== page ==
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rehabilitation and reinstrumentation continue to mount. A start must be made soon,

if we are to hold our present international competitive position across the fields

of science and technology.

The FY 1981 budget proposes a $14.25 million program to begin rehabilitation This will be a small, but essential, step in

and renovation of our laboratories.

beginning to mobilize our efforts to address the problem. We commend NSF for taking steps to begin to address these problems and we enthusiastically support these initiatives. Our future research productivity in many fields will depend upon our commitment to improve research instrumentation and to begin the sizeable task of rehabilitating our nation's academic research laboratories.

While we enthusiastically support the bill, one provision is troublesome. Section 4 (a) of the bill requires that "not less than $25 million shall be made available for programs designed to improve participation of women in science." This provision will mandate division of research support from the competitive project system and from instrumentation and facilities needs to undefined activities related to participation of women in science. Recently, Dr. Ann Reynolds, Provost of Ohio State University, testified on behalf of several of these same associations in support of the principles and objectives of bill S.568, (Women in Science and Technology Equal Opportunity Act). She urged the Subcommittee to establish a program of research awards designed to provide targeted support for young women Her testimony on this point is attached.


While we support increased opportunities for women scientists, we must register with the Subcommittee our concern that this provision would simply redirect funds. from ongoing research programs to other undefined purposes. No additional funds are provided. In effect, it would tax research programs to meet added program requireWe, therefore, urge the Subcommittee to either provide additional support for such purposes or to defer action on them until the Committee considers the bill



In closing, I wish to reiterate our support for the National Science Foundation and to pledge our full cooperation in addressing the problems before us. I will be pleased to respond to questions.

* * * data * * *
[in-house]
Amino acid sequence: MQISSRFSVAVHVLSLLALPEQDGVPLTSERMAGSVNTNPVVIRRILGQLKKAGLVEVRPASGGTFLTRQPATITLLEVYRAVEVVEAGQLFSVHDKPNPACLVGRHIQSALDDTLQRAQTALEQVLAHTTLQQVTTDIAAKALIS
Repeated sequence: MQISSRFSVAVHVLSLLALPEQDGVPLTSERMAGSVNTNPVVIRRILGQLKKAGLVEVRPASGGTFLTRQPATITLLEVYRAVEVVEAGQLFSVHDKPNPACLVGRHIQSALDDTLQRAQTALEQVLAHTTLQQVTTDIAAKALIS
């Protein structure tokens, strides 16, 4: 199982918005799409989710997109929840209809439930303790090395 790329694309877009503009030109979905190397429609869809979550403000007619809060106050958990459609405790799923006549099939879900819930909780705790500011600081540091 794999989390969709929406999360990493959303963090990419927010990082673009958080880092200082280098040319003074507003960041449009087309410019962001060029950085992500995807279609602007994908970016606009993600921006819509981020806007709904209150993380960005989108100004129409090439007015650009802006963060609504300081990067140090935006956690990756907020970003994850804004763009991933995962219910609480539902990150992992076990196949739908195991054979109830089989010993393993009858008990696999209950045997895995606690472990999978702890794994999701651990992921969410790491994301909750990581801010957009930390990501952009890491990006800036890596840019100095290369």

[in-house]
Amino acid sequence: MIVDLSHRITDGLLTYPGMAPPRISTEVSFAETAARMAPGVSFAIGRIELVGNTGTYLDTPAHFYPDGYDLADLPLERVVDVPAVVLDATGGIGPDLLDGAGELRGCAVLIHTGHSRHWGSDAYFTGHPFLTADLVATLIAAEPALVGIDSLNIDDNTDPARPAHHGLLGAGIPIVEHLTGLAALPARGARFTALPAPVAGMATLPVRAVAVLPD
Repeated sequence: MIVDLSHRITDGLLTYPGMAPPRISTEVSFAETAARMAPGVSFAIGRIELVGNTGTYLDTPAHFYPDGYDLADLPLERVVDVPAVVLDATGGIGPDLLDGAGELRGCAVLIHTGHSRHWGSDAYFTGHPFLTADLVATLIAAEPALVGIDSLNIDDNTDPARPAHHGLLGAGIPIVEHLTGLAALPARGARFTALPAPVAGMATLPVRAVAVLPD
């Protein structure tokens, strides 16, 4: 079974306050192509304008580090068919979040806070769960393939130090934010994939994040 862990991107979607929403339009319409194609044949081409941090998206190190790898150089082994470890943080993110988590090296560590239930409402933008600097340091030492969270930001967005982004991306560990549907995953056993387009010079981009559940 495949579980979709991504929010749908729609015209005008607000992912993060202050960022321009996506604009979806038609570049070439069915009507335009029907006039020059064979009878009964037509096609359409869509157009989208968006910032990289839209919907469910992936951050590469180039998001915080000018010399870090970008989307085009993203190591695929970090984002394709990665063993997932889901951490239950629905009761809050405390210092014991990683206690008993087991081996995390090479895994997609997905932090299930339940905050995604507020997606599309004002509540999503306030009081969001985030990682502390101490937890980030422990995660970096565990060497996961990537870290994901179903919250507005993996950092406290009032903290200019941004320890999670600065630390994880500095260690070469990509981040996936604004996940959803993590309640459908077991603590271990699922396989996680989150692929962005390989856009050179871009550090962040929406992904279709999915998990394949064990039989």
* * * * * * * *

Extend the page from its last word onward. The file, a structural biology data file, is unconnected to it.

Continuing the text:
Senator SCHWEIKER. Thank you.

Next we will hear from Dr. Wenzlau. I might say that, in addition to his responsibilities for the independent colleges, I know he is also president of Ohio Wesleyan where my sister and brother-inlaw matriculated. I had to mention that.

Dr. WENZLAU. Thank you very much.

I appreciate very much the opportunity to testify before you today on the National Science Foundation budget request for fiscal 1981. I represent the 16 independent colleges and universities which share the Independent Colleges Office, the 338 members of the American Association of State Colleges and Universities, and the 800 members of the National Association of Independent Colleges and Universities. My testimony, and I will try to summarize it, emphasizes a concern our colleges have expressed to Congress for several years regarding the decreasing real dollar support for science education by the Federal Government. We express this concern as educators, as scientists and as citizens.

I wish to make four major points to support those statements and then to comment specifically about certain items in the proposed NSF budget. The four major points are:

One, scientific understanding, a direct result of science foundation, is critical for the progress of our society.

Virtually every public policy decision faced by Congress, by legislators at the State level, by city councilmen and by volunteer directors of various organizations requires scientific understanding. Specific issues, such as the debates on resource conservation, on fluorocarbons, on solar and nuclear energy, on DNA synthesis, on environmental pollution, all illustrate the continuing importance of scientific literacy for all citizens.